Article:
Update November 11, 2021: Stephen Fry has continued his popular career while continuing to be outspoken about his prostate cancer experience and to advocate for early cancer detection.
In 2019, he coauthored an article with his surgeon, Both sides of the scalpel: the patient and the surgeon view and recorded a video for Prostate Cancer UK encouraging men to get their PSA checked for early prostate cancer detection. In September, 2021, he participated in a video for Great Britain’s National Health Service (NHS) encouraging people to pay attention to symptoms that may signal possible cancer.
“A few years ago I was pretty stunned to be given the diagnosis of cancer," he says in the 2021 video, according to an article in the British newspaper Express. “I was very lucky because it was diagnosed early. Finding cancer early makes it more treatable.” He urged: “Many of us can succumb to cancers but there are symptoms that can be reported by the patient...So please, make an appointment with your GP if you notice discomfort in the tummy area or diarrhoea for three weeks or blood in your pee even just once.” The video is here.
Fry’s latest book, released November 11, 2021, is Fry’s Ties: The life and times of a tie collection. He quotes P.G. Wodehouse: ’What do ties matter, Jeeves, at a time like this?’ ’There is no time, sir, at which ties do not matter’
This article originally appeared on February 26, 2018:
Actor and comedian Stephen Fry is the latest celebrity to reveal that he was diagnosed with prostate cancer. Fry recently underwent surgery to remove his prostate and 11 lymph nodes, reports The Guardian.
Fry, who is best known as half of the British comedy duo Fry and Laurie and for hosting the British Academy Film Awards, shared a 13-minute video revealing his diagnosis via Twitter on February 23.
“For the last 2 months I’ve been in the throes of a rather unwelcome and unexpected adventure,” wrote Fry. “I’m sorry I haven’t felt able to talk about it till now, but here I am explaining what has been going on.”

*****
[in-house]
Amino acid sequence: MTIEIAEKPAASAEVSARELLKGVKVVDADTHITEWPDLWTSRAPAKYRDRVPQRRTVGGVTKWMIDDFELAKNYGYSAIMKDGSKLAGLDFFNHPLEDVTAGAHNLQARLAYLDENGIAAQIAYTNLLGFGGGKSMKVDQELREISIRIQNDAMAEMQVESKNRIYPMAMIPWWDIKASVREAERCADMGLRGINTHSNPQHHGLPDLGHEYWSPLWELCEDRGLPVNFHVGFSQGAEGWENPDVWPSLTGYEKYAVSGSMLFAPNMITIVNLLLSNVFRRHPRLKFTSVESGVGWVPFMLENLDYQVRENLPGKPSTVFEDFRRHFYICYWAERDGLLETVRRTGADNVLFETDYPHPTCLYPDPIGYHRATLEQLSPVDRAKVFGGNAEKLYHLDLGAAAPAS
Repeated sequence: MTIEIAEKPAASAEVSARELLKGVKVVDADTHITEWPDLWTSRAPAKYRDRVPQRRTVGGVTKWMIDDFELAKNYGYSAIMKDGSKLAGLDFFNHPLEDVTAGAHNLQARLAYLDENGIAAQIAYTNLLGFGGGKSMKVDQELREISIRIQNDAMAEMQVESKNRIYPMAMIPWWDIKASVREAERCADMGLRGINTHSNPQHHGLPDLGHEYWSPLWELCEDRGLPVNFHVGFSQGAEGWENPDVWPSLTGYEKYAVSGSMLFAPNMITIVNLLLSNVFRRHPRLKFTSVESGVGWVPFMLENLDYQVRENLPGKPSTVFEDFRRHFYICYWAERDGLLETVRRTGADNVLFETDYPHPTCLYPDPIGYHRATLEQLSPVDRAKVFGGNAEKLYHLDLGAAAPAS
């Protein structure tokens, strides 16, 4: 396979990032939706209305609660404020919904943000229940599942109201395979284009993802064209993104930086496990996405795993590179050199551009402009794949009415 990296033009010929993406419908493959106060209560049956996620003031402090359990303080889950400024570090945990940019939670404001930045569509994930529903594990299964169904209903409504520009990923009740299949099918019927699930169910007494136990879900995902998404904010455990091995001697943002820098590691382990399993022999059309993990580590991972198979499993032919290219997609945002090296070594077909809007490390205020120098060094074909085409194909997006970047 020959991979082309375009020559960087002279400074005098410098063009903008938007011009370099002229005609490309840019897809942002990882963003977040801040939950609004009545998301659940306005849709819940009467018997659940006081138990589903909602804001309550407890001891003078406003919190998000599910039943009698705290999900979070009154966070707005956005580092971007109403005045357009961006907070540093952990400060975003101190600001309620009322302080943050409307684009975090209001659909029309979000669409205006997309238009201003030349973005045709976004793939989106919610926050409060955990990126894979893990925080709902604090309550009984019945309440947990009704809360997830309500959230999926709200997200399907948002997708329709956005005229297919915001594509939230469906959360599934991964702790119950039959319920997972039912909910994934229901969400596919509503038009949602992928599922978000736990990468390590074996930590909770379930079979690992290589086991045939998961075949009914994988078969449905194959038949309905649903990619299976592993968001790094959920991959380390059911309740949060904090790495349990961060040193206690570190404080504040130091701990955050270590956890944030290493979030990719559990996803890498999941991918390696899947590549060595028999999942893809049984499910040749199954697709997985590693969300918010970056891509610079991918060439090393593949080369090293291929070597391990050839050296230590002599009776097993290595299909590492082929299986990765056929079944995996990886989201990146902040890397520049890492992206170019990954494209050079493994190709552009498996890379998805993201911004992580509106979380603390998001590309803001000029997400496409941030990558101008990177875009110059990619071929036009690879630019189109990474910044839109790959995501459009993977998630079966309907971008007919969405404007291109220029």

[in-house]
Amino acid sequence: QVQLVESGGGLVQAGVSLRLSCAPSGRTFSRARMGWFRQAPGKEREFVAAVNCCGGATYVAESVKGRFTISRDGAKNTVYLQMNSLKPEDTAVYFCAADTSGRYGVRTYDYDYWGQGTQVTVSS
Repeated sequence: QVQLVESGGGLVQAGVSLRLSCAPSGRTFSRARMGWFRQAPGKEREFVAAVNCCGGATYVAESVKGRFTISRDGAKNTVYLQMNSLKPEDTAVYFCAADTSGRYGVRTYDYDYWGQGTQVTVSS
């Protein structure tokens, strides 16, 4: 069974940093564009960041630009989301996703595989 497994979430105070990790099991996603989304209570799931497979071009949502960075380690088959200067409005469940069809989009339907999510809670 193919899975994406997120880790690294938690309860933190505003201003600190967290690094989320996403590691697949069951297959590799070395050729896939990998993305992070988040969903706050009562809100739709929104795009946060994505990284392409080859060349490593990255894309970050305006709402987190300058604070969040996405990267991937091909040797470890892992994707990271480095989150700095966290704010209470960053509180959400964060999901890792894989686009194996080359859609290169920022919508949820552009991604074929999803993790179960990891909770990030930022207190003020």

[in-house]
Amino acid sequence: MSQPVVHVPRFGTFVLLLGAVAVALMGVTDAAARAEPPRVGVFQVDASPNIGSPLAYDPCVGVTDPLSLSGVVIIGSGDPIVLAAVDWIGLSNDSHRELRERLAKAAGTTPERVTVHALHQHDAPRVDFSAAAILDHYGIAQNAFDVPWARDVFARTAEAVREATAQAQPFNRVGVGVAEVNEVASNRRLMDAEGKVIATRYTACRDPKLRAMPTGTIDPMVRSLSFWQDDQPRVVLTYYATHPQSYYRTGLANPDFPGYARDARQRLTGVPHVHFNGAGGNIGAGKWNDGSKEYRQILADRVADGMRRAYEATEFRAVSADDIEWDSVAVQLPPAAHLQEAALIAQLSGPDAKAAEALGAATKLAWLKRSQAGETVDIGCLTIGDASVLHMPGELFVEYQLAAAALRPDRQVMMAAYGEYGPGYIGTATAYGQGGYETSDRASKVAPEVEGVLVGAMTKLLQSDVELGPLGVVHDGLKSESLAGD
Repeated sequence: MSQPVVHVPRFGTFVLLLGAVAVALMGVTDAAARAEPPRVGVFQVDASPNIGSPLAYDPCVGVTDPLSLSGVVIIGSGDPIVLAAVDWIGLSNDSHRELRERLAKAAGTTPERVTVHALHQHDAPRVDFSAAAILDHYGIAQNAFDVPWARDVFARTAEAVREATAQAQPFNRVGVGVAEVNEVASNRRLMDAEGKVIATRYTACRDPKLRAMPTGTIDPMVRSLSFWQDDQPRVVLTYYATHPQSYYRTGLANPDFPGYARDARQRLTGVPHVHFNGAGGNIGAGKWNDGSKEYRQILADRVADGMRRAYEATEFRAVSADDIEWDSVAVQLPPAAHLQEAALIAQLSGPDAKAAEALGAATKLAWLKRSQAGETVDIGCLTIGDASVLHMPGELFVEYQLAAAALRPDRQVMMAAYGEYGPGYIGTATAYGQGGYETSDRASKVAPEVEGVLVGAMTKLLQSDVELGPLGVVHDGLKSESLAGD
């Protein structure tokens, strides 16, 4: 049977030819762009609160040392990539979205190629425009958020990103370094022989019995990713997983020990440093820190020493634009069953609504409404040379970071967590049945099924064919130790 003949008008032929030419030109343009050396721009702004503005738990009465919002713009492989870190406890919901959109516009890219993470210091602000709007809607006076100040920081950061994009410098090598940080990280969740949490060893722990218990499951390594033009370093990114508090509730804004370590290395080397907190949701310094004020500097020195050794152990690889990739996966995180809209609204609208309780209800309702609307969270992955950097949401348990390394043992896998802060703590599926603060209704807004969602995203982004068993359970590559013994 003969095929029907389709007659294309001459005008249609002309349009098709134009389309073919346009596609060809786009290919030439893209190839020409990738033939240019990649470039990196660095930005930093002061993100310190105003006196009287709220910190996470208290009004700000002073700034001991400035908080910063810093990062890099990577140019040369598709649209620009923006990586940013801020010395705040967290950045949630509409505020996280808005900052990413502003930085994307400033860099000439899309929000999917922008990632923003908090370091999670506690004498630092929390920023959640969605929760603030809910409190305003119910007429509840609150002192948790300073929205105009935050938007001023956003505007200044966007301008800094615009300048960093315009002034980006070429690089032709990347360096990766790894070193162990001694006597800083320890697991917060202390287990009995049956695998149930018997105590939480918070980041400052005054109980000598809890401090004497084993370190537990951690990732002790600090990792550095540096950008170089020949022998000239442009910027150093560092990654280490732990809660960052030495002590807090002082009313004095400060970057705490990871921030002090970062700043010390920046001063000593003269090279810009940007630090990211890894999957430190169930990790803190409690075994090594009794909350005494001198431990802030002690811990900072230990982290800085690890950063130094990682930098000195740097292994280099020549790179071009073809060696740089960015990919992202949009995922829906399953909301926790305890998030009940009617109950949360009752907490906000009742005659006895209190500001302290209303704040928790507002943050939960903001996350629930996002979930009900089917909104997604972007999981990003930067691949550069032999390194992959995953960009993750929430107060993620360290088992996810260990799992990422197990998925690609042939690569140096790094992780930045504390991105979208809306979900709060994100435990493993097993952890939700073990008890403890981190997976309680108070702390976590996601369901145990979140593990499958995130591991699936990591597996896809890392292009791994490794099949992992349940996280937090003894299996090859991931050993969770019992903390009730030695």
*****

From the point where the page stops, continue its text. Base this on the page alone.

In the video, Fry discusses how a visit to his doctor for a flu shot resulted in a full checkup, which revealed that his prostate-specific antigen (PSA) levels were high. An MRI then confirmed he had cancer. Although he was offered radiotherapy, he opted to have surgery instead.
“It all seemed to go pretty well,” said Fry. “They took the prostate out. They took out 11 lymph nodes. The various bits that were taken out were examined, and it turned out I had a Gleason score of nine, and considering 10 is the maximum, it was clearly an aggressive little bugger.”
According to the National Cancer Institute, the Gleason scoring system is used to grade prostate cancer tissue based on how it looks under a microscope. These scores range from 2 to 10 and indicate how likely it is that a tumor will spread.
Fry says doctors have caught all the cancer, which they believe saved his life. However, if his PSA levels show there is still some leftover cancer on his prostate, he will have to undergo radiotherapy. He encouraged “men of a certain age” to get their PSA levels checked.
“I’m bloody lucky to be surrounded by such wonderful people, and I’m lucky to have an immune system because that’s the real hero,” he said.
Click here to learn more about prostate cancer.